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Public Radio's Environmental News Magazine (follow us on Google News)

Remembering Our Colleague Thurston Briscoe

Air Date: Week of

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Thurston Briscoe in his home music room, one of his favorite places in his house. (Photo Courtesy of Becca Pulliam)

On August 16th Living on Earth lost a dear friend and colleague, producer and public radio executive Thurston Briscoe. Host Steve Curwood spoke with former colleagues to look back on Thurston’s life and long career as a jazz and arts producer at NPR and WBGO, the nation’s premier public radio jazz station.

Transcript

CURWOOD: On August 16th Living on Earth lost a dear friend and colleague, producer Thurston Briscoe. Alzheimer’s Disease and the advancing throat cancer that would take his life had forced Thurston to retire 18 months earlier as vice president of Living on Earth’s governing board, the World Media Foundation, as well as our station representative. He joined us after a long career in public radio as a station program manager and a producer of leading nationally broadcast jazz programs. After college Thurston began as jazz host and public affairs producer at KLCC in Eugene, Oregon, and then came to NPR in Washington DC in 1980 where I was lucky to meet this kind and gentle man with a much neater afro than mine. Thurston would eventually run the arts unit for Morning Edition and have a hand producing NPR’s Jazz Alive! Don Lee worked in the NPR arts unit back then and began a close friendship with Thurston.


Thurston Briscoe (center) with his former intern Eugene Holley (far right of photo), two NPR employees and jazz musician Wynton Marsalis (second from left). (Photo Courtesy of Eugene Holley)

LEE: He was great in all ways. He was resourceful; he was efficient; in a lot of ways, he was a teddy bear to work with but he could also be very challenging and stubborn if he wanted to be; fortunately for me that didn’t turn out to be the case very often in our relationship. But he was a guy who had your back. If it was my problem, he was there to share it equally.


Dee Dee Bridgewater when she was host of JazzSet and Thurston Briscoe, taken at WBGO at least 10 years ago. (Photo Courtesy of Becca Pulliam)

CURWOOD: And as Don Lee recalls, Thurston didn’t see music and theatre as mere infotainment.

LEE: We were not there to do puff pieces. We were there to apply the same journalistic principles to arts coverage that a news reporter and a news editor would apply to foreign affairs, or environmental concerns. And he was interested in looking at the broad appeal of a particular subject; he was interested in the angle that it took if it was a stage work for example, does it deal with current affairs, with real life concerns? And what’s the critical reception – is it worth the public’s attention?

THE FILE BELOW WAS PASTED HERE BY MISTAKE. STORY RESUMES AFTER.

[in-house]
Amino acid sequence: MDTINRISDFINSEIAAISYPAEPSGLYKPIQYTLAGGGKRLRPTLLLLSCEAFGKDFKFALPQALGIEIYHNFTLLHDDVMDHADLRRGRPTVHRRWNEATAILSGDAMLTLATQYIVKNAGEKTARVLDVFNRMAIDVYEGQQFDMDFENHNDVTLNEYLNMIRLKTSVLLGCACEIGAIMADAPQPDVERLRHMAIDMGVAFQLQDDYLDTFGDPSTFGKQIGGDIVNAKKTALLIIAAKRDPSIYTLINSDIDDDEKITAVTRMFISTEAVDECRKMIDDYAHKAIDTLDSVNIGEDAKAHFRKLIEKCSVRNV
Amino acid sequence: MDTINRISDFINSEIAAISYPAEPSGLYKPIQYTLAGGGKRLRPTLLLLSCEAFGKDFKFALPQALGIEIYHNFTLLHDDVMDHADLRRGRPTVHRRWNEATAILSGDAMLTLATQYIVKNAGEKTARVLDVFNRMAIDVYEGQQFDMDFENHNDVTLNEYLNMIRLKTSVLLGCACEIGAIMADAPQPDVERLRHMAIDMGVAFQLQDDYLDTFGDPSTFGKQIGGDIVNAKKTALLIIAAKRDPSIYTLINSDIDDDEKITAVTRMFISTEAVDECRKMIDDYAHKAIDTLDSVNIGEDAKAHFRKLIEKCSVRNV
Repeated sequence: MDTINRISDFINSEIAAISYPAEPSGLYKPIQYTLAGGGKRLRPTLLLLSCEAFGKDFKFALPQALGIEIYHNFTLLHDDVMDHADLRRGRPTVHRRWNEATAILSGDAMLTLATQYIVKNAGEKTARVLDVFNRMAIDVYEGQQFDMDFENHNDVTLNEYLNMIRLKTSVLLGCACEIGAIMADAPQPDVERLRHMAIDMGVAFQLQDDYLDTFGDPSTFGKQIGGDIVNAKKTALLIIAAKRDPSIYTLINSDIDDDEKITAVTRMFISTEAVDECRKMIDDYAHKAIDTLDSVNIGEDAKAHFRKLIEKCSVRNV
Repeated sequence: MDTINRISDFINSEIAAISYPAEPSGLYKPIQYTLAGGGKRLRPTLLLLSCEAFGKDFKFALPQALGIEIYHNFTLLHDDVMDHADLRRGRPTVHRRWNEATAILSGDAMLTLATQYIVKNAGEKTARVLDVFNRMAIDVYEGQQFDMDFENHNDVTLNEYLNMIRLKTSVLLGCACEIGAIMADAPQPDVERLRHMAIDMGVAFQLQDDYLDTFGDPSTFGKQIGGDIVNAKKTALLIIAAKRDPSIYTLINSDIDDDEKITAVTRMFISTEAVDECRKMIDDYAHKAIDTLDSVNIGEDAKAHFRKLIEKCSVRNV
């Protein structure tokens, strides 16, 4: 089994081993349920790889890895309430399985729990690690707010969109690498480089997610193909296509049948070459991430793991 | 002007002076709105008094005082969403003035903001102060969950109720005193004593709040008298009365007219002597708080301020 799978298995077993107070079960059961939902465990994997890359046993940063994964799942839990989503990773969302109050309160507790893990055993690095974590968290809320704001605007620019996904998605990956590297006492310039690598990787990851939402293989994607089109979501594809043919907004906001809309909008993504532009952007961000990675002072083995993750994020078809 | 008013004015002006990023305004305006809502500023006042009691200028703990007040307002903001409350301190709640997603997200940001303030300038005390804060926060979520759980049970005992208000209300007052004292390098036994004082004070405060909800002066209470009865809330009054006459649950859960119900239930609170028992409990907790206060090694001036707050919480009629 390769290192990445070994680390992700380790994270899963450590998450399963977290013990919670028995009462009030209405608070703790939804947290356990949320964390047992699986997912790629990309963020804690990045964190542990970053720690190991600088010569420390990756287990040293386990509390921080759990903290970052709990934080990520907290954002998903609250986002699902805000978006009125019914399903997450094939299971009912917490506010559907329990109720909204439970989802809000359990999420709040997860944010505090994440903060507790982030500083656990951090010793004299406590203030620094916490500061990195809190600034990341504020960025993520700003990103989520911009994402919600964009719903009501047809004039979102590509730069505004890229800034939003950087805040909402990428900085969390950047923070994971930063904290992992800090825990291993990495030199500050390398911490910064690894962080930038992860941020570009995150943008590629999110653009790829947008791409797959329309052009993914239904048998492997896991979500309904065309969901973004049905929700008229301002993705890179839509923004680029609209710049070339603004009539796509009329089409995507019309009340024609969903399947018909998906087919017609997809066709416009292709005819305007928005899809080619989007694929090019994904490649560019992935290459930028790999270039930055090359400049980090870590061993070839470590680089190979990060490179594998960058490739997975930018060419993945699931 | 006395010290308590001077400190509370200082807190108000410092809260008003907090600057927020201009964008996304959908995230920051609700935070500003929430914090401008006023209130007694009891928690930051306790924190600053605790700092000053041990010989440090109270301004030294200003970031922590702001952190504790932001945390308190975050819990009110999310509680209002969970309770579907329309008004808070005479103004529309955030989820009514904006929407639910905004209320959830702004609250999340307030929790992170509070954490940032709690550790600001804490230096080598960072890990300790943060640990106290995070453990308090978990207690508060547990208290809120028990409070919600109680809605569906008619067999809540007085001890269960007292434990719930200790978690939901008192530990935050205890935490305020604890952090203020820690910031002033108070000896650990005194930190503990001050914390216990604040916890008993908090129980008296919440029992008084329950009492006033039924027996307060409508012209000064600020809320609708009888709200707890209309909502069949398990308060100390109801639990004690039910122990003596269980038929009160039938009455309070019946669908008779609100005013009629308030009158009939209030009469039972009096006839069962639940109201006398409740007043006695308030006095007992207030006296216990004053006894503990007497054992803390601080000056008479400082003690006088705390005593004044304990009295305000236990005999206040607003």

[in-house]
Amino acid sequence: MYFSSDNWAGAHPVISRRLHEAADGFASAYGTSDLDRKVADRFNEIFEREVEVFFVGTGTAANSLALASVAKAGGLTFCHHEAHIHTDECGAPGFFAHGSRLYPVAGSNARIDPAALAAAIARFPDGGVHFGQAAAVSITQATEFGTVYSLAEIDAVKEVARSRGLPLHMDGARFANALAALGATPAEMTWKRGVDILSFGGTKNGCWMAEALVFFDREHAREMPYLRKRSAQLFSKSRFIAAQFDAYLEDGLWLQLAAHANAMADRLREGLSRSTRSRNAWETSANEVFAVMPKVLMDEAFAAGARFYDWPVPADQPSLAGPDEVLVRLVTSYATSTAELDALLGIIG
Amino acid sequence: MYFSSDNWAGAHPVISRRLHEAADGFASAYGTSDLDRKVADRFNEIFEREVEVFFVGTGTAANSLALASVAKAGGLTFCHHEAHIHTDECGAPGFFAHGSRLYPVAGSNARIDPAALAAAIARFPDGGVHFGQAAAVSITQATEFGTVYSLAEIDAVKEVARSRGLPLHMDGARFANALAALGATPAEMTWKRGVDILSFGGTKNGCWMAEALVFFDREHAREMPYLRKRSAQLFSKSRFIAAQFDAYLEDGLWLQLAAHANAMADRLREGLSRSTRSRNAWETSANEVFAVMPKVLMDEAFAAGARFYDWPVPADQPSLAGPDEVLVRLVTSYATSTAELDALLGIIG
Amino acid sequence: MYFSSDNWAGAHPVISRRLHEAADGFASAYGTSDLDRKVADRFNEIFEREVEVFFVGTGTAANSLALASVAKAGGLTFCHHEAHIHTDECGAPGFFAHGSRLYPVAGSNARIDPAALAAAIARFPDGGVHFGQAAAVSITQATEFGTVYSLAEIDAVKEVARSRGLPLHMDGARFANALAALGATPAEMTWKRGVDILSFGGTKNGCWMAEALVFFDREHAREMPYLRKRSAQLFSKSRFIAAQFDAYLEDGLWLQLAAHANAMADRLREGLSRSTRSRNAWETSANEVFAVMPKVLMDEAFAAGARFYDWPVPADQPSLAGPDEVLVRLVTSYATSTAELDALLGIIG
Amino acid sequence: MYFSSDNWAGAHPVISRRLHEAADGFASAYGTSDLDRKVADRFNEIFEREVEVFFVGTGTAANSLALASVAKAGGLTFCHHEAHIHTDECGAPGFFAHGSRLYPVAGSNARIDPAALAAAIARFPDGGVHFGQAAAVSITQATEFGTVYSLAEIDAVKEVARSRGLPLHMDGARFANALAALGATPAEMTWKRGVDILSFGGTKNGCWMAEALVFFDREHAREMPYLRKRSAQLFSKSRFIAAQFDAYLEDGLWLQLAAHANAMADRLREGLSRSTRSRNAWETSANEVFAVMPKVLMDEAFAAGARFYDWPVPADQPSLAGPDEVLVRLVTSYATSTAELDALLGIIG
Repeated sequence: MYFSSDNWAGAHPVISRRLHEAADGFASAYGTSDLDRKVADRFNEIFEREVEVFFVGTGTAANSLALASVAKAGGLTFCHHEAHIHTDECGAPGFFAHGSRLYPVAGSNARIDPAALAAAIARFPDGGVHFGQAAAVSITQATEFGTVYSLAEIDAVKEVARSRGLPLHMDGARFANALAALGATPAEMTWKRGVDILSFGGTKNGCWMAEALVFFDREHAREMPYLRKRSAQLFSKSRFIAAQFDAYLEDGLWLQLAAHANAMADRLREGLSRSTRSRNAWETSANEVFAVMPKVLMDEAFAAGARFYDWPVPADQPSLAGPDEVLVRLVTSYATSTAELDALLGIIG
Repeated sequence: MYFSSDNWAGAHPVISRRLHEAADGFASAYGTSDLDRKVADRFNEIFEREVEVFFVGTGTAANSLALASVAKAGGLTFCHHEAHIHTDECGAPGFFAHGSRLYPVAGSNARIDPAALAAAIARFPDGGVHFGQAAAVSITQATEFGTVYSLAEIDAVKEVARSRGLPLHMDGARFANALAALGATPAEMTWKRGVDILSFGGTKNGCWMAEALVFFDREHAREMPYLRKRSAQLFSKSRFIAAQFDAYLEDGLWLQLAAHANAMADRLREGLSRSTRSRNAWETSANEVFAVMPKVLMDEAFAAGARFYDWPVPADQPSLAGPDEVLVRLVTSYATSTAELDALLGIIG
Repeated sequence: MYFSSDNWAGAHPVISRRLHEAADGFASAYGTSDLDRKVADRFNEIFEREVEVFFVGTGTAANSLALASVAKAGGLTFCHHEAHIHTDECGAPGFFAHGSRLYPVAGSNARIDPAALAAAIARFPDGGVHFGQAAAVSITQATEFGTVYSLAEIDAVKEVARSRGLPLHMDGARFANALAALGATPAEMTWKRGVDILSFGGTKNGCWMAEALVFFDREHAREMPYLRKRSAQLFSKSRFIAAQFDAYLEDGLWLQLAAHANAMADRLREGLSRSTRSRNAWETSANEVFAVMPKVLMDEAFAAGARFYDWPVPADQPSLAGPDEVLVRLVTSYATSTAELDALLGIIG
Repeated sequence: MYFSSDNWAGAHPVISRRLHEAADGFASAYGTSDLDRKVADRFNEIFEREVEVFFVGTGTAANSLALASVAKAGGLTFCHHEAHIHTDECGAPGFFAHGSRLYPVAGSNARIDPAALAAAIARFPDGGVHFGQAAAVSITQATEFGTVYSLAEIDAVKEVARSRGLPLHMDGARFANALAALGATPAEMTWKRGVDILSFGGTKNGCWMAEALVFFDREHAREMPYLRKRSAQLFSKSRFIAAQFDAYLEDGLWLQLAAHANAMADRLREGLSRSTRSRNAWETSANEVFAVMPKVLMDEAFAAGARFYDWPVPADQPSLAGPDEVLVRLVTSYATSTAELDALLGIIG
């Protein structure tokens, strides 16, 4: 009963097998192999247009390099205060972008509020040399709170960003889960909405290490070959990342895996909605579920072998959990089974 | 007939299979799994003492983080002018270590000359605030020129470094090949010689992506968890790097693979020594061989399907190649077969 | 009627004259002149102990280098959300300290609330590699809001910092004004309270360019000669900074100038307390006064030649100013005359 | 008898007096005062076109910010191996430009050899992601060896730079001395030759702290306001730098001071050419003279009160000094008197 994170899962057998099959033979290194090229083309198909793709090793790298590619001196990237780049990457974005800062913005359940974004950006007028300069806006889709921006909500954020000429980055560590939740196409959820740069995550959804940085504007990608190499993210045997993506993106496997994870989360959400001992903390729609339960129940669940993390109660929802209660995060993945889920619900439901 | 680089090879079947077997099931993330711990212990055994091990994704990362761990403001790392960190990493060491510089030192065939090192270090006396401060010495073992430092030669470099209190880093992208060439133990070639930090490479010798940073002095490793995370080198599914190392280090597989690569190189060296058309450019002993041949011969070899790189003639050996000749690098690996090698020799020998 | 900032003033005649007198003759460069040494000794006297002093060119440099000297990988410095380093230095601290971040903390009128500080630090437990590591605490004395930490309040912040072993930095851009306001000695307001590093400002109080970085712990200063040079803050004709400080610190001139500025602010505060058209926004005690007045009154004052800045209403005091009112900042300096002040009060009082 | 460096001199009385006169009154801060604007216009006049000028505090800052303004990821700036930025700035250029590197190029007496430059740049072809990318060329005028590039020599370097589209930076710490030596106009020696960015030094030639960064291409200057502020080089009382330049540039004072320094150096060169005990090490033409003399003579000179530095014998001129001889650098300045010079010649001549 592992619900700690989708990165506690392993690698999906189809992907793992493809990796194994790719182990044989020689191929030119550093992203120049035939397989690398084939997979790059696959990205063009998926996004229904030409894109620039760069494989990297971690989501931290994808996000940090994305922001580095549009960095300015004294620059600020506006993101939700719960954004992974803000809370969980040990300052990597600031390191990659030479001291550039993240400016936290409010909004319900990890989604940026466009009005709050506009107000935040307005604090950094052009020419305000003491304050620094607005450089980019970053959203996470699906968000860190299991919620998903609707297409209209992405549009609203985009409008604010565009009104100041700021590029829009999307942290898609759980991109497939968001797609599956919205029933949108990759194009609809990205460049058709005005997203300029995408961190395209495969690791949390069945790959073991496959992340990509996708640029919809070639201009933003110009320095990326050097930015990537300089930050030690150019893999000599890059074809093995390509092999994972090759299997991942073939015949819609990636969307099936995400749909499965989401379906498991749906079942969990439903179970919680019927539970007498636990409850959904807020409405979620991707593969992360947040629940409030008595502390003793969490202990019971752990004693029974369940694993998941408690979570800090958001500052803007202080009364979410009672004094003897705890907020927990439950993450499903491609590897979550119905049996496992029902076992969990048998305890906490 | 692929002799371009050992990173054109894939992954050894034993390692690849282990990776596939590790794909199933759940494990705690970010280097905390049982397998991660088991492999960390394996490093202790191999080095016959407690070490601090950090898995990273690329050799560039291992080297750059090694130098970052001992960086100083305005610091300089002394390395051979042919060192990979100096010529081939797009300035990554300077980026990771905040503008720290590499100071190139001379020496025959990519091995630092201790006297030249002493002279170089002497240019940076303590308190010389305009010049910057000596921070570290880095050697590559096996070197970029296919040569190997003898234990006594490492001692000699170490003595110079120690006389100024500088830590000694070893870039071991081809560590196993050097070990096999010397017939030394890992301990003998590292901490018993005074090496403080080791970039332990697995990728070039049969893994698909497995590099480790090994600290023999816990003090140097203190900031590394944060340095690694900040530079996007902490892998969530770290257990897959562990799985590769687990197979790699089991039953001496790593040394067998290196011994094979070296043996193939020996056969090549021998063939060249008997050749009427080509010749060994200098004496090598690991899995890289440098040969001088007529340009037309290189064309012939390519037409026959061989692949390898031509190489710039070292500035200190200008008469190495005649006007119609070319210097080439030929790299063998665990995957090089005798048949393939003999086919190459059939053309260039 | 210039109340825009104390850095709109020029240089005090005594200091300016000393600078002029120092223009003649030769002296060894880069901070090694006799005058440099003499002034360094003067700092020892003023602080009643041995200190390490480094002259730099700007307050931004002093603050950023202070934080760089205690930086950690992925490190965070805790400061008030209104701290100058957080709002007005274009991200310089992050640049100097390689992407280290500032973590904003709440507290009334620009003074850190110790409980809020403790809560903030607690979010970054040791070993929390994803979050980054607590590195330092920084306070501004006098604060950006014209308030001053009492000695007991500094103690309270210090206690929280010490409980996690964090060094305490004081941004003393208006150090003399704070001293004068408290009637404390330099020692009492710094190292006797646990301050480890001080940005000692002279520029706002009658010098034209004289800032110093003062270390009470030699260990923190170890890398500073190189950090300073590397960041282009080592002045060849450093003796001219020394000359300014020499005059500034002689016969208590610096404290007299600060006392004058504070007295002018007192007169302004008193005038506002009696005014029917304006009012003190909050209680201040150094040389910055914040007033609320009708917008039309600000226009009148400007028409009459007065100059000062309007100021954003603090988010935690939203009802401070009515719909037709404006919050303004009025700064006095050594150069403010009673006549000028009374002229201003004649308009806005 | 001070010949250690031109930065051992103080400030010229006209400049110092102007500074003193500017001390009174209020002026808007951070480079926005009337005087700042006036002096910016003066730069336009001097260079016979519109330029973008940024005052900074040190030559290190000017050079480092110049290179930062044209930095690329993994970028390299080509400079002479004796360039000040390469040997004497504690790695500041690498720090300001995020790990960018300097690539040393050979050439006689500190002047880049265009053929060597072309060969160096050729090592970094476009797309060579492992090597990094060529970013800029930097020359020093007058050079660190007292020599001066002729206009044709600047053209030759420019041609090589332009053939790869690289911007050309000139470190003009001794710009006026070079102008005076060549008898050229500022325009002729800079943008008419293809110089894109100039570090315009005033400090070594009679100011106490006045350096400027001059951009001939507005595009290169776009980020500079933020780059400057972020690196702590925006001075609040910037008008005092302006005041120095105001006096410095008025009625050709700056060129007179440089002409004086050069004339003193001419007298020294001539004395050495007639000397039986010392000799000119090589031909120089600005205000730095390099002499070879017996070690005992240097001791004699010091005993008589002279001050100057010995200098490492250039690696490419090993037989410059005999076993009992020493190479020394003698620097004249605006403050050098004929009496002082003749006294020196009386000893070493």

CURWOOD: Thurston later ran programming and supervised on-air personnel for two decades for arguably the best jazz station in the public radio system, WBGO in Newark New Jersey, where he brought those same critical skills. Becca Pulliam worked with Thurston for decades, first at Jazz Alive and then at WBGO producing nationally distributed shows like Jazz Set with Branford Marsalis and DeeDee Bridgewater. Becca recalls Thurston loved to tap out rhythm and would see stories in the music, even the instrumentals.


NPR publicity photo of the Morning Edition Arts Unit in the mid-80s. (Photo Courtesy of Don Lee)

[MUSIC: Miles Davis “So What” on Kind Of Blue, Columbia Records]

PULLIAM: Kind of Blue was his favorite album, of course, Miles Davis, which is every everybody's favorite album, but for very good reasons. He loved Miles Davis.

[MUSIC: Miles Davis “So What” on Kind Of Blue, Columbia Records]

CURWOOD: She says he was also enchanted by singers.

PULLIAM: Thurston was following the record releases and re-issues of the time and he just loved a real, real strong voice like Dinah Washington, Dee Dee Bridgewater, Nancy Wilson.

[MUSIC: Nancy Wilson, "When I Look in Your Eyes" on Easy, Capitol Records]

CURWOOD: Thurston did not have any children, but came to dote on John, the grandson of his longtime partner for the last two decades, Nia Gill, a New Jersey state senator. I had a final question for Don Lee.


Thurston Briscoe. (Photo: Michael Weintrob)

So, if Thurston Briscoe decided to come back on the planet for just a little bit. What would you ask him?

LEE: I'd ask him about jazz. I'd ask him -- I'd ask him what was heaven like? Because if there is one, I know he's been there. He was a wonderful guy. And, and I really miss him.

CURWOOD: And let me say now Thurston, thanks for all. We miss you and mourn you and now celebrate you the best way we know how, with this cut from Kinda Blue called Blue in Green.

 

Links

Thurston Briscoe remembrance by WBGO

Obituary of Thurston Briscoe in Montclair Local

Thurston Briscoe Remembrance by DownBeat Magazine

Learn more about Thurston Briscoe’s view on radio and radio production from an interview excerpt

 

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